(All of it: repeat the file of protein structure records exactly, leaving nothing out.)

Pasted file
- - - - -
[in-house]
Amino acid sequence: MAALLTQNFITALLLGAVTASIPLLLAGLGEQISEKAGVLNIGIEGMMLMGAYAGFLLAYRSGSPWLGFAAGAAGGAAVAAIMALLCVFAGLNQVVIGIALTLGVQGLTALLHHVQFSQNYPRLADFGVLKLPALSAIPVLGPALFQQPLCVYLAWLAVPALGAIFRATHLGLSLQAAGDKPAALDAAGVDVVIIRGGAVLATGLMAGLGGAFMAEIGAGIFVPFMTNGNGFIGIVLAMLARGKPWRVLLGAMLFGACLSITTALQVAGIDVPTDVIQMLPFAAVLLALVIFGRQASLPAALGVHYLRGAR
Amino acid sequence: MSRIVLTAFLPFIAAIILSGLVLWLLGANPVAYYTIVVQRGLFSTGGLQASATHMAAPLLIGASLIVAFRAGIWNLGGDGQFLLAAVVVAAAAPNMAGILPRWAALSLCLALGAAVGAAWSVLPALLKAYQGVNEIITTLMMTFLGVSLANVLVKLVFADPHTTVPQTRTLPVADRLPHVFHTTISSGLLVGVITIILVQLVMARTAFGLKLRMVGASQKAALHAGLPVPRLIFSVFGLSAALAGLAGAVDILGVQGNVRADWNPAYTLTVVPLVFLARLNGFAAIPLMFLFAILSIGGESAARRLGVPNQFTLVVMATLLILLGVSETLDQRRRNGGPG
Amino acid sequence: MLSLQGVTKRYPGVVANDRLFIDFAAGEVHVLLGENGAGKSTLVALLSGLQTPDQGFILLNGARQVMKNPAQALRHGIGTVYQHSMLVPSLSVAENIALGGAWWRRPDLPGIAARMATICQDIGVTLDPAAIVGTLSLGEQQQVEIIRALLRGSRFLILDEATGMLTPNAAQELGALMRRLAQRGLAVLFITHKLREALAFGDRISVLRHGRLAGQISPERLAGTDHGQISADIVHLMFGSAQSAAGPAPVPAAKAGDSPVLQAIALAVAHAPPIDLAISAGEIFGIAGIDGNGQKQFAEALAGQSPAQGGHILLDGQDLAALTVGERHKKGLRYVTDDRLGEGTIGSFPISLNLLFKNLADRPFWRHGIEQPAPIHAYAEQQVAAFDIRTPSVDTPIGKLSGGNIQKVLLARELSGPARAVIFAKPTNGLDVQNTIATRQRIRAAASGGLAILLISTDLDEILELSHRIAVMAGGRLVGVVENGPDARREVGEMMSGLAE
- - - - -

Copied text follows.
[in-house]
Amino acid sequence: MAALLTQNFITALLLGAVTASIPLLLAGLGEQISEKAGVLNIGIEGMMLMGAYAGFLLAYRSGSPWLGFAAGAAGGAAVAAIMALLCVFAGLNQVVIGIALTLGVQGLTALLHHVQFSQNYPRLADFGVLKLPALSAIPVLGPALFQQPLCVYLAWLAVPALGAIFRATHLGLSLQAAGDKPAALDAAGVDVVIIRGGAVLATGLMAGLGGAFMAEIGAGIFVPFMTNGNGFIGIVLAMLARGKPWRVLLGAMLFGACLSITTALQVAGIDVPTDVIQMLPFAAVLLALVIFGRQASLPAALGVHYLRGAR
Amino acid sequence: MSRIVLTAFLPFIAAIILSGLVLWLLGANPVAYYTIVVQRGLFSTGGLQASATHMAAPLLIGASLIVAFRAGIWNLGGDGQFLLAAVVVAAAAPNMAGILPRWAALSLCLALGAAVGAAWSVLPALLKAYQGVNEIITTLMMTFLGVSLANVLVKLVFADPHTTVPQTRTLPVADRLPHVFHTTISSGLLVGVITIILVQLVMARTAFGLKLRMVGASQKAALHAGLPVPRLIFSVFGLSAALAGLAGAVDILGVQGNVRADWNPAYTLTVVPLVFLARLNGFAAIPLMFLFAILSIGGESAARRLGVPNQFTLVVMATLLILLGVSETLDQRRRNGGPG
Amino acid sequence: MLSLQGVTKRYPGVVANDRLFIDFAAGEVHVLLGENGAGKSTLVALLSGLQTPDQGFILLNGARQVMKNPAQALRHGIGTVYQHSMLVPSLSVAENIALGGAWWRRPDLPGIAARMATICQDIGVTLDPAAIVGTLSLGEQQQVEIIRALLRGSRFLILDEATGMLTPNAAQELGALMRRLAQRGLAVLFITHKLREALAFGDRISVLRHGRLAGQISPERLAGTDHGQISADIVHLMFGSAQSAAGPAPVPAAKAGDSPVLQAIALAVAHAPPIDLAISAGEIFGIAGIDGNGQKQFAEALAGQSPAQGGHILLDGQDLAALTVGERHKKGLRYVTDDRLGEGTIGSFPISLNLLFKNLADRPFWRHGIEQPAPIHAYAEQQVAAFDIRTPSVDTPIGKLSGGNIQKVLLARELSGPARAVIFAKPTNGLDVQNTIATRQRIRAAASGGLAILLISTDLDEILELSHRIAVMAGGRLVGVVENGPDARREVGEMMSGLAE